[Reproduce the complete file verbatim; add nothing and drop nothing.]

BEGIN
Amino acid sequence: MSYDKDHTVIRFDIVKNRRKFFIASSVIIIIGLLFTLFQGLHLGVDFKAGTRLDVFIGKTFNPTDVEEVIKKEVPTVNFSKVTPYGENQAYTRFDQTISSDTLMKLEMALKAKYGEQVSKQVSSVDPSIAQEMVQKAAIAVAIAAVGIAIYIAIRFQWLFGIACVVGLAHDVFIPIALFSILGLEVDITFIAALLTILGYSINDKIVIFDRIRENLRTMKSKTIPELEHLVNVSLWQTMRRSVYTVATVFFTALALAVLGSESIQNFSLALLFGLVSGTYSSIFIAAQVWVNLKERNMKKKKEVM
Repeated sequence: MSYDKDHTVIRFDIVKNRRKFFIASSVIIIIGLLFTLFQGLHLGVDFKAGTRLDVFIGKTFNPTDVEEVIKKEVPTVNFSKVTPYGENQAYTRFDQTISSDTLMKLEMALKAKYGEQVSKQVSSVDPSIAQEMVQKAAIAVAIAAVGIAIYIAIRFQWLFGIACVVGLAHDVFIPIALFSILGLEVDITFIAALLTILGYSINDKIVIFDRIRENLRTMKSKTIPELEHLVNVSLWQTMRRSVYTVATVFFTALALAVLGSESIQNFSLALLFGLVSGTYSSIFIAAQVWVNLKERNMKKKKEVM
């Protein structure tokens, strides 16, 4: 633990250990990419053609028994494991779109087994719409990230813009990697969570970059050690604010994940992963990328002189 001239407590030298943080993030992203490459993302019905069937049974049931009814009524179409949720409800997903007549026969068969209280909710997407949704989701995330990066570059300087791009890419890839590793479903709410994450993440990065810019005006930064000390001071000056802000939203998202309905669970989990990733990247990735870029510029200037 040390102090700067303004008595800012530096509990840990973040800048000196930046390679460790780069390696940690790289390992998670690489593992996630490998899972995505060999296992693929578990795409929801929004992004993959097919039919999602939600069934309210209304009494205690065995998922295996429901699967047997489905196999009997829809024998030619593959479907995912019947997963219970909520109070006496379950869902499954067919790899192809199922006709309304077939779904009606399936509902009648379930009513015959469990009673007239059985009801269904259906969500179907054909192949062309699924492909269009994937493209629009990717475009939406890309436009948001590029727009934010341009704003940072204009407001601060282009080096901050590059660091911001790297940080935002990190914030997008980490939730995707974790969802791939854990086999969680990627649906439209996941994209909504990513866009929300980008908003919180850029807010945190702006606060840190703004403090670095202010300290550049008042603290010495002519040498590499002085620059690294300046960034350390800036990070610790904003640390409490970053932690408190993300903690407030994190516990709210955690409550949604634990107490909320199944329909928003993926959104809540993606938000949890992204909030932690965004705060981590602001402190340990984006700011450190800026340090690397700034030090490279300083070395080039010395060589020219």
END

Amino acid sequence: MSYDKDHTVIRFDIVKNRRKFFIASSVIIIIGLLFTLFQGLHLGVDFKAGTRLDVFIGKTFNPTDVEEVIKKEVPTVNFSKVTPYGENQAYTRFDQTISSDTLMKLEMALKAKYGEQVSKQVSSVDPSIAQEMVQKAAIAVAIAAVGIAIYIAIRFQWLFGIACVVGLAHDVFIPIALFSILGLEVDITFIAALLTILGYSINDKIVIFDRIRENLRTMKSKTIPELEHLVNVSLWQTMRRSVYTVATVFFTALALAVLGSESIQNFSLALLFGLVSGTYSSIFIAAQVWVNLKERNMKKKKEVM
Repeated sequence: MSYDKDHTVIRFDIVKNRRKFFIASSVIIIIGLLFTLFQGLHLGVDFKAGTRLDVFIGKTFNPTDVEEVIKKEVPTVNFSKVTPYGENQAYTRFDQTISSDTLMKLEMALKAKYGEQVSKQVSSVDPSIAQEMVQKAAIAVAIAAVGIAIYIAIRFQWLFGIACVVGLAHDVFIPIALFSILGLEVDITFIAALLTILGYSINDKIVIFDRIRENLRTMKSKTIPELEHLVNVSLWQTMRRSVYTVATVFFTALALAVLGSESIQNFSLALLFGLVSGTYSSIFIAAQVWVNLKERNMKKKKEVM
């Protein structure tokens, strides 16, 4: 633990250990990419053609028994494991779109087994719409990230813009990697969570970059050690604010994940992963990328002189 001239407590030298943080993030992203490459993302019905069937049974049931009814009524179409949720409800997903007549026969068969209280909710997407949704989701995330990066570059300087791009890419890839590793479903709410994450993440990065810019005006930064000390001071000056802000939203998202309905669970989990990733990247990735870029510029200037 040390102090700067303004008595800012530096509990840990973040800048000196930046390679460790780069390696940690790289390992998670690489593992996630490998899972995505060999296992693929578990795409929801929004992004993959097919039919999602939600069934309210209304009494205690065995998922295996429901699967047997489905196999009997829809024998030619593959479907995912019947997963219970909520109070006496379950869902499954067919790899192809199922006709309304077939779904009606399936509902009648379930009513015959469990009673007239059985009801269904259906969500179907054909192949062309699924492909269009994937493209629009990717475009939406890309436009948001590029727009934010341009704003940072204009407001601060282009080096901050590059660091911001790297940080935002990190914030997008980490939730995707974790969802791939854990086999969680990627649906439209996941994209909504990513866009929300980008908003919180850029807010945190702006606060840190703004403090670095202010300290550049008042603290010495002519040498590499002085620059690294300046960034350390800036990070610790904003640390409490970053932690408190993300903690407030994190516990709210955690409550949604634990107490909320199944329909928003993926959104809540993606938000949890992204909030932690965004705060981590602001402190340990984006700011450190800026340090690397700034030090490279300083070395080039010395060589020219």